Source: Guardian Unlimited Science - April 19, 2018 Category: Science Authors: Guardian Staff Tags: Albert Einstein Science Source Type: news

New research: Eyes of adolescents could reveal risk of cardiovascular disease
(Westmead Institute for Medical Research) New research has found that poorer well-being or 'health-related quality of life' (HRQoL) in adolescence could be an indicator of future cardiovascular disease risk. Researchers at The Westmead Institute for Medical Research found that adolescents with poorer scores in the social and mental well-being domains of HRQoL have structural changes in their retinal blood vessels that could be associated with an increased risk of cardiovascular disease in later life. (Source: EurekAlert! - Medicine and Health)
Source: EurekAlert! - Medicine and Health - April 19, 2018 Category: International Medicine & Public Health Source Type: news

Attributing extreme weather to man-made climate change
EU-funded researchers have developed a sophisticated modelling system capable of gauging the influence of man-made climate change on extreme weather wreaking havoc around the globe, from heat waves and droughts to floods and storm surges. (Source: EUROPA - Research Information Centre)
Source: EUROPA - Research Information Centre - April 19, 2018 Category: Research Source Type: news

UKRI Superheroes vs Superbugs live at the Science Museum
Join us at the‘UKRI Superhero Funfair’ on 25 April at London’s Science Museum, for fun, hands-on activities about why public-funding is vital for the fight against Superbugs (Source: Medical Research Council General News)
Source: Medical Research Council General News - April 18, 2018 Category: Research Source Type: news

Transplanted livers help body defend against organ rejection, Mayo Clinic study finds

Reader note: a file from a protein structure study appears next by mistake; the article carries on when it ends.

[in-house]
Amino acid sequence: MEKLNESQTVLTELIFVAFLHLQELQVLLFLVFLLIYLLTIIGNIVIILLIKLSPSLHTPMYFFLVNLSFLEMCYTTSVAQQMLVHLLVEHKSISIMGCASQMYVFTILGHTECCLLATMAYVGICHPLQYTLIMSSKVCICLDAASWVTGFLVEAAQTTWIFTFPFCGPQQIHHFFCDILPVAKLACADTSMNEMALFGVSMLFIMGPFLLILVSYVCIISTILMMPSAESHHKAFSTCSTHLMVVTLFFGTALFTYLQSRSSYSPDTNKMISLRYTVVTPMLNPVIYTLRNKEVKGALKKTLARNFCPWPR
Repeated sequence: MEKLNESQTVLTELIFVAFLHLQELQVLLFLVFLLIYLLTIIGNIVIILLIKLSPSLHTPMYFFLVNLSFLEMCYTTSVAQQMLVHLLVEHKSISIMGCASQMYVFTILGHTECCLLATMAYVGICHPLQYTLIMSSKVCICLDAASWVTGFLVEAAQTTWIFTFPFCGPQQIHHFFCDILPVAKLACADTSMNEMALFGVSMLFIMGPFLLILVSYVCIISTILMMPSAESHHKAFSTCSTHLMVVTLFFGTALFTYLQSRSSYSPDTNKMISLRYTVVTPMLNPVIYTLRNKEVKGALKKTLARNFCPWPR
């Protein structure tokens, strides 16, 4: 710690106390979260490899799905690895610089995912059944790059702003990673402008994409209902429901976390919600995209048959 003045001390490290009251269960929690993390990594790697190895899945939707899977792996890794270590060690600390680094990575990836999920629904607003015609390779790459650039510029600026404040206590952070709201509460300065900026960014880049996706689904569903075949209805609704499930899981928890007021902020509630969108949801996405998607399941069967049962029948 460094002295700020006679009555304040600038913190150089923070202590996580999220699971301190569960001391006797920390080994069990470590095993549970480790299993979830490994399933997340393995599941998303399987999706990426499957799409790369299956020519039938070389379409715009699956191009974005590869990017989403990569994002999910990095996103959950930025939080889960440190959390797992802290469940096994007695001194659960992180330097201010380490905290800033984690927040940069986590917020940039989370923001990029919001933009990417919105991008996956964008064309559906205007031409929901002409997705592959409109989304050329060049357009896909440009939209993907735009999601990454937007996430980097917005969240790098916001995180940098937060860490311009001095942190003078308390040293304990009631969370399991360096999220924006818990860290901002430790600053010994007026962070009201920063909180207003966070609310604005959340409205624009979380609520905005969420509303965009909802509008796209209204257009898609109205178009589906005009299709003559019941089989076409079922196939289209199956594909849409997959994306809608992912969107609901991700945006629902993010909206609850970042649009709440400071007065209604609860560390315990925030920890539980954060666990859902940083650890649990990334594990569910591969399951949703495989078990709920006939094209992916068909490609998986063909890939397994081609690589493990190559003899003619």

ROCHESTER, Minn. ??Transplanted livers change the profile of blood cells in the recipients, reducing the potential for organ rejection, Mayo Clinic research shows. The findings are published in Kidney International. For decades, transplant experts have observed that liver transplant recipients often need less anti-rejection medication, known as immunosuppressive drugs, than recipients of other solid organs. [...] (Source: Mayo Clinic Research News)
Source: Mayo Clinic Research News - April 18, 2018 Category: Research Source Type: news

Innovative rotor sail to cut commercial shipping carbon emissions
One of the world's most environmentally friendly passenger ships is harnessing the wind for propulsion, cutting CO2 emissions and fuel consumption, thanks to the installation of an innovative rotor sail developed by an EU-funded project. (Source: EUROPA - Research Information Centre)
Source: EUROPA - Research Information Centre - April 18, 2018 Category: Research Source Type: news

ICARE Academy: June 18-20, Chicago, IL
ICARE Academy (3-day)Training for IACUC Members and Animal Program Personnel​June 18-20, 2018 | Chicago, IL Register Now!  Can ’t make it to Chicago? A few spaces remain for theMay ICARE Academy in Newport Beach and registration just opened for theSeptember ICARE Academy in Denver.  (Source: OLAW News)
Source: OLAW News - April 17, 2018 Category: Research Authors: hamptonl Source Type: news

Diet and lifestyle of both parents play a key role in health of offspring
Parents’ diets and health can have profound implications for the growth, development, and long-term health of their children before their conception, according to a series of three papers published in The Lancet. (Source: Medical Research Council General News)
Source: Medical Research Council General News - April 17, 2018 Category: Research Source Type: news

We ’ re Bad at Evaluating Risk. How Doctors Can Help.
What to do when we don ’ t know what to do. (Source: NYT Health)
Source: NYT Health - April 17, 2018 Category: Consumer Health News Authors: DHRUV KHULLAR Tags: Medicine and Health Tests (Medical) Research Source Type: news